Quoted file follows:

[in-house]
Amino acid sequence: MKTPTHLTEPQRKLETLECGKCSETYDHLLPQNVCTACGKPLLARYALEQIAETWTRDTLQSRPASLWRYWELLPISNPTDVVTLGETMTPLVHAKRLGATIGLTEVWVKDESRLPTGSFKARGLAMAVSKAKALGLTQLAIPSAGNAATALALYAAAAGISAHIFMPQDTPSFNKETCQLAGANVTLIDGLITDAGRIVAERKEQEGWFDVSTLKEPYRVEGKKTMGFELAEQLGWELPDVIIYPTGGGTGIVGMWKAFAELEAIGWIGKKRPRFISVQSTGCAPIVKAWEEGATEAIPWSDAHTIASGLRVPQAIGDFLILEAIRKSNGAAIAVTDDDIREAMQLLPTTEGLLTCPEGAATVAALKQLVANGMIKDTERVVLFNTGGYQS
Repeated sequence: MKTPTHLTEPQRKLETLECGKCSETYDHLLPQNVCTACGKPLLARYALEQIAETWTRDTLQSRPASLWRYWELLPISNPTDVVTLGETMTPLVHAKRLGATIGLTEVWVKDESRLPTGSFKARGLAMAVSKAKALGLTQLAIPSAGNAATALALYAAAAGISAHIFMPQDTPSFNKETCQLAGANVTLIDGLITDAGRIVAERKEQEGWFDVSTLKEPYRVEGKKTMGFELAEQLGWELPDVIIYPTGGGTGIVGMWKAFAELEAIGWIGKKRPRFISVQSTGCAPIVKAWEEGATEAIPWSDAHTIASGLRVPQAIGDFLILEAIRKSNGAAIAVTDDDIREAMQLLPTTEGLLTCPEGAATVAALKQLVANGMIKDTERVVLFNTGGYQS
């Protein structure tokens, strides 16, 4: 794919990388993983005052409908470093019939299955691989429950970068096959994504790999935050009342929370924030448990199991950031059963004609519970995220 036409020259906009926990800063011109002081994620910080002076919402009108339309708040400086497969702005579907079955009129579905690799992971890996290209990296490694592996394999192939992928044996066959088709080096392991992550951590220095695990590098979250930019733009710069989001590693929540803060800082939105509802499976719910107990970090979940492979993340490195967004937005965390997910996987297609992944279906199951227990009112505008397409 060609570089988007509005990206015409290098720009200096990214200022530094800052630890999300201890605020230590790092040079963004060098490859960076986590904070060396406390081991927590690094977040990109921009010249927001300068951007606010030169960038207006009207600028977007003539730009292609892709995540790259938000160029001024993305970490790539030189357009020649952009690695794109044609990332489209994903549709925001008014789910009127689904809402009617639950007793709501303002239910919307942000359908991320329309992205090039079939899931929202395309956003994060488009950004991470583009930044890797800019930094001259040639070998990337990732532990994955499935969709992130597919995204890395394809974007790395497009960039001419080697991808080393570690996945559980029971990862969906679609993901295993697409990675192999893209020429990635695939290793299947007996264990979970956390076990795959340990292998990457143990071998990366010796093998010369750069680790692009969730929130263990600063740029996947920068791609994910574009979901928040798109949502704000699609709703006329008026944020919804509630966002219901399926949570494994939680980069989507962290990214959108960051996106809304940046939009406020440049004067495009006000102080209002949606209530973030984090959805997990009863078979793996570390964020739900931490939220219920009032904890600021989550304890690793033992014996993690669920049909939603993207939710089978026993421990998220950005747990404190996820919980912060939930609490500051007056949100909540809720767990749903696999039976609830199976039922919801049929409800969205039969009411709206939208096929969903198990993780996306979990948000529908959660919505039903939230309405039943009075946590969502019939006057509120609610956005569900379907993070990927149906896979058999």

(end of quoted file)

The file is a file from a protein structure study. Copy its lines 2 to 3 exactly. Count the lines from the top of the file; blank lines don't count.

Amino acid sequence: MKTPTHLTEPQRKLETLECGKCSETYDHLLPQNVCTACGKPLLARYALEQIAETWTRDTLQSRPASLWRYWELLPISNPTDVVTLGETMTPLVHAKRLGATIGLTEVWVKDESRLPTGSFKARGLAMAVSKAKALGLTQLAIPSAGNAATALALYAAAAGISAHIFMPQDTPSFNKETCQLAGANVTLIDGLITDAGRIVAERKEQEGWFDVSTLKEPYRVEGKKTMGFELAEQLGWELPDVIIYPTGGGTGIVGMWKAFAELEAIGWIGKKRPRFISVQSTGCAPIVKAWEEGATEAIPWSDAHTIASGLRVPQAIGDFLILEAIRKSNGAAIAVTDDDIREAMQLLPTTEGLLTCPEGAATVAALKQLVANGMIKDTERVVLFNTGGYQS
Repeated sequence: MKTPTHLTEPQRKLETLECGKCSETYDHLLPQNVCTACGKPLLARYALEQIAETWTRDTLQSRPASLWRYWELLPISNPTDVVTLGETMTPLVHAKRLGATIGLTEVWVKDESRLPTGSFKARGLAMAVSKAKALGLTQLAIPSAGNAATALALYAAAAGISAHIFMPQDTPSFNKETCQLAGANVTLIDGLITDAGRIVAERKEQEGWFDVSTLKEPYRVEGKKTMGFELAEQLGWELPDVIIYPTGGGTGIVGMWKAFAELEAIGWIGKKRPRFISVQSTGCAPIVKAWEEGATEAIPWSDAHTIASGLRVPQAIGDFLILEAIRKSNGAAIAVTDDDIREAMQLLPTTEGLLTCPEGAATVAALKQLVANGMIKDTERVVLFNTGGYQS